This spring, 25 leaders of major European foundations discussed key issues facing the philanthropic sector at the first European Academy of Strategic Philanthropy (EASP). In this interview, Maja Spanu shares some of the key insights from the event whilst providing her own take on philanthropy in Europe. Maja Spanu is head of philanthropy and international affairs at the Fondation de France, co-organiser of EASP together with the Centre for Philanthropy of the University of Geneva, and affiliated lecturer in international relations at the University of Cambridge.
This article has been written by Takashi Sugimoto and published on The Philanthropist.
You held the first European Academy of Strategic Philanthropy this Spring. What was the goal of this event?
Maja Spanu: The European Academy of Strategic Philanthropy which took place in April 2022 is the result of a close collaboration between Fondation de France – a philanthropic institution – and the Geneva Centre for Philanthropy of the University of Geneva – an academic one. The rationale behind our partnership and more specifically behind this event has been twofold. On the one hand, we have wanted to bridge academics’ and practitioners’ perspectives and foster interdisciplinary dialogue. On the other hand, we have sought to bring together a group of leading European foundations to reflect on and discuss the present and future of European philanthropy. 25 CEOs and leaders from different European countries attended the Academy. The idea behind having a relatively small group was precisely to keep the conversation meaningful and enriching. Having said that, we really hope that the EASP can complement existing European discussions and initiatives that may be going on ad hoc bases – for instance as part of specific partnerships – or other wider events — such as the Philea’s annual congress.
What were the major themes and topics that were discussed?
The Academy lasted almost three days and the exchanges were extremely dense and enriching. A wide array of themes and topics were discussed. I’d say that these can be grouped around three core areas of concern. First, we discussed Foundations ‘internal’ strategies in terms of leadership, relations with boards, decision-making processes, and timelines. Second, we discussed foundations’ relations towards outside partners – be these partner foundations or other actors from academia, civil society and so forth. In the context of growing engagement with systemic approaches, funding, trust, the length, and nature of partnerships were also discussed. The third area of concern related to the social and political context in which foundations exist and work. Foundations do not exist in a vacuum. We thus discussed the role of European foundations whether about social justice issues, the invasion of Ukraine, the health-related crisis, the environment, or the rise of the far-right in numerous democratic states. What is more, philanthropy is currently facing important criticisms that the sector needs to confront with openness and transparency. Questions of legitimacy of philanthropy were also addressed. Academic contributions were particularly useful in bringing an in-depth perspective along with analytical tools to these matters and topics.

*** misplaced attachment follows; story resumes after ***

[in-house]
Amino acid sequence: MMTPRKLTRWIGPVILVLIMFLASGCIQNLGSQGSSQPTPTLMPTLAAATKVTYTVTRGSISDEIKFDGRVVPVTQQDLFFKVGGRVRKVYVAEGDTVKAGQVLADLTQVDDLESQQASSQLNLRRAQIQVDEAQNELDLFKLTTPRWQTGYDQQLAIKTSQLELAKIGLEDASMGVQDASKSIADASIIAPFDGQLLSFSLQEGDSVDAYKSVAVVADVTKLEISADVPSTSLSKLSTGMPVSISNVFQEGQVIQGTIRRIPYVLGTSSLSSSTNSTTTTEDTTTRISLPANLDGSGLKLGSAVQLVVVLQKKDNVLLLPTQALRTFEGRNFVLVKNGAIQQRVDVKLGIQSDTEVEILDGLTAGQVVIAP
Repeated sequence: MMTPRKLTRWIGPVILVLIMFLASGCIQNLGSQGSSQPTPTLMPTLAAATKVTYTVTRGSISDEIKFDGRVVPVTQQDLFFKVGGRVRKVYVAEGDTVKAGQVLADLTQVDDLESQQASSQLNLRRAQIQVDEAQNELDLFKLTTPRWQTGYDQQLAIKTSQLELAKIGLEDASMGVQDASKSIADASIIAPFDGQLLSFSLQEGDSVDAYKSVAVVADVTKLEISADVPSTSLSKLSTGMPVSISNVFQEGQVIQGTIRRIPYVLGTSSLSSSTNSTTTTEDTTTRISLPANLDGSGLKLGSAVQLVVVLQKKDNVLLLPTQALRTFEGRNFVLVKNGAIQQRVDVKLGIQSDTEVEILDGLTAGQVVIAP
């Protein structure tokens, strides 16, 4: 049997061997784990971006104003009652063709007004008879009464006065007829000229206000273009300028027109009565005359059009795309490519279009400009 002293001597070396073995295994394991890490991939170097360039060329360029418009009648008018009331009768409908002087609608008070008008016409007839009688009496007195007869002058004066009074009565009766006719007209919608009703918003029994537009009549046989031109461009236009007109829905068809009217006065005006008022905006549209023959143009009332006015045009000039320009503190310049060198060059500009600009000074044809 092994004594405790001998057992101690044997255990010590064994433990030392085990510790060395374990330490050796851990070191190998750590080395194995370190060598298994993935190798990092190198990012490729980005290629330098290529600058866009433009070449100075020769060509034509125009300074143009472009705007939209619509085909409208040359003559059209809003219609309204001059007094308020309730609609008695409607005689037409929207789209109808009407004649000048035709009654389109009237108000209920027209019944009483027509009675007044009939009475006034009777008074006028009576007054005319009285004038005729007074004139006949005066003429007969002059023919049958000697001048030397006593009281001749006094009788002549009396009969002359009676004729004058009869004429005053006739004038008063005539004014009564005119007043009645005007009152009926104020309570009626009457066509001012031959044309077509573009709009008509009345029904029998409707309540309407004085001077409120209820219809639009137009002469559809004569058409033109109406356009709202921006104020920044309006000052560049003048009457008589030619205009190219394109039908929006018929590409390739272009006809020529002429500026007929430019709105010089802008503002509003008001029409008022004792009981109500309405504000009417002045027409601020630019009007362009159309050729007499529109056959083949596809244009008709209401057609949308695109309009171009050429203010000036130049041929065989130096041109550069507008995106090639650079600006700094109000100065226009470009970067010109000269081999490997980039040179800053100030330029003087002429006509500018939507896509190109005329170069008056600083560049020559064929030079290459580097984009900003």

Would you say that there’s one common voice for European philanthropy, or multiple ones?
This is an interesting question. I can certainly say that there are clearly joint concerns relating to the very functioning of foundations that include issues such as the establishment of partnerships, relations with donors, the civil society and government, risk-taking, transparency. Also, for major foundations based in Europe, there seems to be, largely, some sort of common understanding as to what the major societal and environmental stakes that need to be tackled are. That being said, there is a great variety in answers as to how these should be addressed and in the very understanding and conceptualisation of the causes that philanthropy supports. This, though, I believe, is not so surprising.
Foundations have different histories, focuses, management and functioning systems, as well as positions on given issues of concern and, ultimately, different resources and ways of handling them. They are also located in different geographical, socio-political, and cultural contexts, thus reflecting differing realities. A foundation based in the Western Balkans or in Eastern Europe will not have the same daily preoccupations as a French or Swiss-based one. While this may sound obvious, it is an important point to be remembered. Precisely because of these reasons, moments of exchange and common reflection are the right places to build a common ground for joint action and common perspectives whilst maintaining a diversity of voices.
Would you say that this diversity of voices and perspectives is a strength, or a weakness for European philanthropy?
I would say that the answer is neither or, but rather a combination of both.